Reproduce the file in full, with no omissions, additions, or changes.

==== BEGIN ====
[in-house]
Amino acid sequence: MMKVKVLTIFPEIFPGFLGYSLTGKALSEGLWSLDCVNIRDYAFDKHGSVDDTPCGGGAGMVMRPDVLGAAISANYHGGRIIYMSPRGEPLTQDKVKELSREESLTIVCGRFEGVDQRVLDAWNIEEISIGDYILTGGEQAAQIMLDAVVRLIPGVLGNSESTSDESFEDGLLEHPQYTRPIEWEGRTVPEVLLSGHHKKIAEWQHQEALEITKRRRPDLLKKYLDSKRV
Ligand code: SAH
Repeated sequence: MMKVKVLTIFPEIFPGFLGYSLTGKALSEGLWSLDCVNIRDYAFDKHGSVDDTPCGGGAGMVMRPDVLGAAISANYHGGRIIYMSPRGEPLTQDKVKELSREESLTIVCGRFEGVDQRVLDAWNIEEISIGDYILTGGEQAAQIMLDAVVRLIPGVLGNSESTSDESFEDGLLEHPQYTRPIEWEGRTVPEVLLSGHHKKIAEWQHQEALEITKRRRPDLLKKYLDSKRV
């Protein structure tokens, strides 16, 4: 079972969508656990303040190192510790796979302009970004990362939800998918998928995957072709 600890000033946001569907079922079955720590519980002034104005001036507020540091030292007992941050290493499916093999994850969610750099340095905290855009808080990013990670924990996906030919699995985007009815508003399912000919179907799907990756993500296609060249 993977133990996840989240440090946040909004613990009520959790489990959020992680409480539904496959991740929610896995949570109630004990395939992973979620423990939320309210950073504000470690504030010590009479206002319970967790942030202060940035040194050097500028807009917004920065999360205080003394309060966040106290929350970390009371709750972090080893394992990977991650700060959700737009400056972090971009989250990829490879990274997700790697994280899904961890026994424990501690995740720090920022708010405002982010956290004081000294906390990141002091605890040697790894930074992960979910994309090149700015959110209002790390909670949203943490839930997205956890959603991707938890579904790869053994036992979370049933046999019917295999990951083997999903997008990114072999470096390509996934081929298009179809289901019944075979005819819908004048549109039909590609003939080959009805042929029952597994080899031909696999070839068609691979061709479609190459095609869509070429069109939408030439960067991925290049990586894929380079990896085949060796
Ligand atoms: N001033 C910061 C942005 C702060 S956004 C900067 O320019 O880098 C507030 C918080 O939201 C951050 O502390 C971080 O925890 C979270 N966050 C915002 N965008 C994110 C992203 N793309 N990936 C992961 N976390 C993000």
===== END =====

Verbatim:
[in-house]
Amino acid sequence: MMKVKVLTIFPEIFPGFLGYSLTGKALSEGLWSLDCVNIRDYAFDKHGSVDDTPCGGGAGMVMRPDVLGAAISANYHGGRIIYMSPRGEPLTQDKVKELSREESLTIVCGRFEGVDQRVLDAWNIEEISIGDYILTGGEQAAQIMLDAVVRLIPGVLGNSESTSDESFEDGLLEHPQYTRPIEWEGRTVPEVLLSGHHKKIAEWQHQEALEITKRRRPDLLKKYLDSKRV
Ligand code: SAH
Repeated sequence: MMKVKVLTIFPEIFPGFLGYSLTGKALSEGLWSLDCVNIRDYAFDKHGSVDDTPCGGGAGMVMRPDVLGAAISANYHGGRIIYMSPRGEPLTQDKVKELSREESLTIVCGRFEGVDQRVLDAWNIEEISIGDYILTGGEQAAQIMLDAVVRLIPGVLGNSESTSDESFEDGLLEHPQYTRPIEWEGRTVPEVLLSGHHKKIAEWQHQEALEITKRRRPDLLKKYLDSKRV
């Protein structure tokens, strides 16, 4: 079972969508656990303040190192510790796979302009970004990362939800998918998928995957072709 600890000033946001569907079922079955720590519980002034104005001036507020540091030292007992941050290493499916093999994850969610750099340095905290855009808080990013990670924990996906030919699995985007009815508003399912000919179907799907990756993500296609060249 993977133990996840989240440090946040909004613990009520959790489990959020992680409480539904496959991740929610896995949570109630004990395939992973979620423990939320309210950073504000470690504030010590009479206002319970967790942030202060940035040194050097500028807009917004920065999360205080003394309060966040106290929350970390009371709750972090080893394992990977991650700060959700737009400056972090971009989250990829490879990274997700790697994280899904961890026994424990501690995740720090920022708010405002982010956290004081000294906390990141002091605890040697790894930074992960979910994309090149700015959110209002790390909670949203943490839930997205956890959603991707938890579904790869053994036992979370049933046999019917295999990951083997999903997008990114072999470096390509996934081929298009179809289901019944075979005819819908004048549109039909590609003939080959009805042929029952597994080899031909696999070839068609691979061709479609190459095609869509070429069109939408030439960067991925290049990586894929380079990896085949060796
Ligand atoms: N001033 C910061 C942005 C702060 S956004 C900067 O320019 O880098 C507030 C918080 O939201 C951050 O502390 C971080 O925890 C979270 N966050 C915002 N965008 C994110 C992203 N793309 N990936 C992961 N976390 C993000």